Skip to main content
Select Source:

perpetual-motion machine

perpetual-motion machine, device that would be able to operate continuously and supply useful work, in violation of the laws of thermodynamics. A machine that would produce more energy in the form of work than is supplied to it in the form of heat would violate the first law of thermodynamics, which is a special case of the law of conservation of energy (see conservation laws, in physics), and is known as a perpetual-motion machine of the first kind. A machine that would completely convert heat from a warm body into work, without letting any heat flow into a cooler body, would violate the second law of thermodynamics, which is concerned with entropy changes, and is known as a perpetual-motion machine of the second kind. There were a number of early attempts to design and construct various types of perpetual-motion machines; however, since the 19th cent., when the laws of thermodynamics became understood, most such attempts have been abandoned.

Cite this article
Pick a style below, and copy the text for your bibliography.

  • MLA
  • Chicago
  • APA

"perpetual-motion machine." The Columbia Encyclopedia, 6th ed.. . Encyclopedia.com. 16 Aug. 2018 <http://www.encyclopedia.com>.

"perpetual-motion machine." The Columbia Encyclopedia, 6th ed.. . Encyclopedia.com. (August 16, 2018). http://www.encyclopedia.com/reference/encyclopedias-almanacs-transcripts-and-maps/perpetual-motion-machine

"perpetual-motion machine." The Columbia Encyclopedia, 6th ed.. . Retrieved August 16, 2018 from Encyclopedia.com: http://www.encyclopedia.com/reference/encyclopedias-almanacs-transcripts-and-maps/perpetual-motion-machine

Learn more about citation styles

Citation styles

Encyclopedia.com gives you the ability to cite reference entries and articles according to common styles from the Modern Language Association (MLA), The Chicago Manual of Style, and the American Psychological Association (APA).

Within the “Cite this article” tool, pick a style to see how all available information looks when formatted according to that style. Then, copy and paste the text into your bibliography or works cited list.

Because each style has its own formatting nuances that evolve over time and not all information is available for every reference entry or article, Encyclopedia.com cannot guarantee each citation it generates. Therefore, it’s best to use Encyclopedia.com citations as a starting point before checking the style against your school or publication’s requirements and the most-recent information available at these sites:

Modern Language Association

http://www.mla.org/style

The Chicago Manual of Style

http://www.chicagomanualofstyle.org/tools_citationguide.html

American Psychological Association

http://apastyle.apa.org/

Notes:
  • Most online reference entries and articles do not have page numbers. Therefore, that information is unavailable for most Encyclopedia.com content. However, the date of retrieval is often important. Refer to each style’s convention regarding the best way to format page numbers and retrieval dates.
  • In addition to the MLA, Chicago, and APA styles, your school, university, publication, or institution may have its own requirements for citations. Therefore, be sure to refer to those guidelines when editing your bibliography or works cited list.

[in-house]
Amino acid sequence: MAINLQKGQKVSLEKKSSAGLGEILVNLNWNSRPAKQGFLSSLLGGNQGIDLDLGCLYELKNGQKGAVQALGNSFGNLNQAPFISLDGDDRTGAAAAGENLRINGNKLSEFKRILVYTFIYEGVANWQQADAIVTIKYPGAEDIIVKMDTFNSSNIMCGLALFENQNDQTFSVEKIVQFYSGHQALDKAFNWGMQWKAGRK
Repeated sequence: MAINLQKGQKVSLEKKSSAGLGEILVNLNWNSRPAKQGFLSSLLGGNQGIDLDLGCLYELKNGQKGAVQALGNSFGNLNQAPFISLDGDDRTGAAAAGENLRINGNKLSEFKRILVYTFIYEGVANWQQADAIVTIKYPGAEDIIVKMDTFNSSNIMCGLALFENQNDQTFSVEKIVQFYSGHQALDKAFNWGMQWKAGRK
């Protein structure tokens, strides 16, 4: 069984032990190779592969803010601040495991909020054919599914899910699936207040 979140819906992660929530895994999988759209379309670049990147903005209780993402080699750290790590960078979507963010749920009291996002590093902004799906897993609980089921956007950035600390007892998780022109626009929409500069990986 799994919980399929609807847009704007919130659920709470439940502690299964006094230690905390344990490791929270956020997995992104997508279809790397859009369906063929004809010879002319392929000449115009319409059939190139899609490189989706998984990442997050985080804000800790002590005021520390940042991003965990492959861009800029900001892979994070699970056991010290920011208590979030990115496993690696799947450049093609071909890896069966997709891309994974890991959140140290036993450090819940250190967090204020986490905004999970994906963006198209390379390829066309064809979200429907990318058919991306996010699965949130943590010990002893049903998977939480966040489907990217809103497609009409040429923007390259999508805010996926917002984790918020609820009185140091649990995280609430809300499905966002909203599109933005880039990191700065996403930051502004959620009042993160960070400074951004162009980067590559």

perpetual motion

per·pet·u·al mo·tion • n. a state in which movement or action is or appears to be continuous and unceasing. ∎  the motion of a hypothetical machine that, once activated, would run forever unless subject to an external force or to wear.

Cite this article
Pick a style below, and copy the text for your bibliography.

  • MLA
  • Chicago
  • APA

"perpetual motion." The Oxford Pocket Dictionary of Current English. . Encyclopedia.com. 16 Aug. 2018 <http://www.encyclopedia.com>.

"perpetual motion." The Oxford Pocket Dictionary of Current English. . Encyclopedia.com. (August 16, 2018). http://www.encyclopedia.com/humanities/dictionaries-thesauruses-pictures-and-press-releases/perpetual-motion-0

"perpetual motion." The Oxford Pocket Dictionary of Current English. . Retrieved August 16, 2018 from Encyclopedia.com: http://www.encyclopedia.com/humanities/dictionaries-thesauruses-pictures-and-press-releases/perpetual-motion-0

Learn more about citation styles

Citation styles

Encyclopedia.com gives you the ability to cite reference entries and articles according to common styles from the Modern Language Association (MLA), The Chicago Manual of Style, and the American Psychological Association (APA).

Within the “Cite this article” tool, pick a style to see how all available information looks when formatted according to that style. Then, copy and paste the text into your bibliography or works cited list.

Because each style has its own formatting nuances that evolve over time and not all information is available for every reference entry or article, Encyclopedia.com cannot guarantee each citation it generates. Therefore, it’s best to use Encyclopedia.com citations as a starting point before checking the style against your school or publication’s requirements and the most-recent information available at these sites:

Modern Language Association

http://www.mla.org/style

The Chicago Manual of Style

http://www.chicagomanualofstyle.org/tools_citationguide.html

American Psychological Association

http://apastyle.apa.org/

Notes:
  • Most online reference entries and articles do not have page numbers. Therefore, that information is unavailable for most Encyclopedia.com content. However, the date of retrieval is often important. Refer to each style’s convention regarding the best way to format page numbers and retrieval dates.
  • In addition to the MLA, Chicago, and APA styles, your school, university, publication, or institution may have its own requirements for citations. Therefore, be sure to refer to those guidelines when editing your bibliography or works cited list.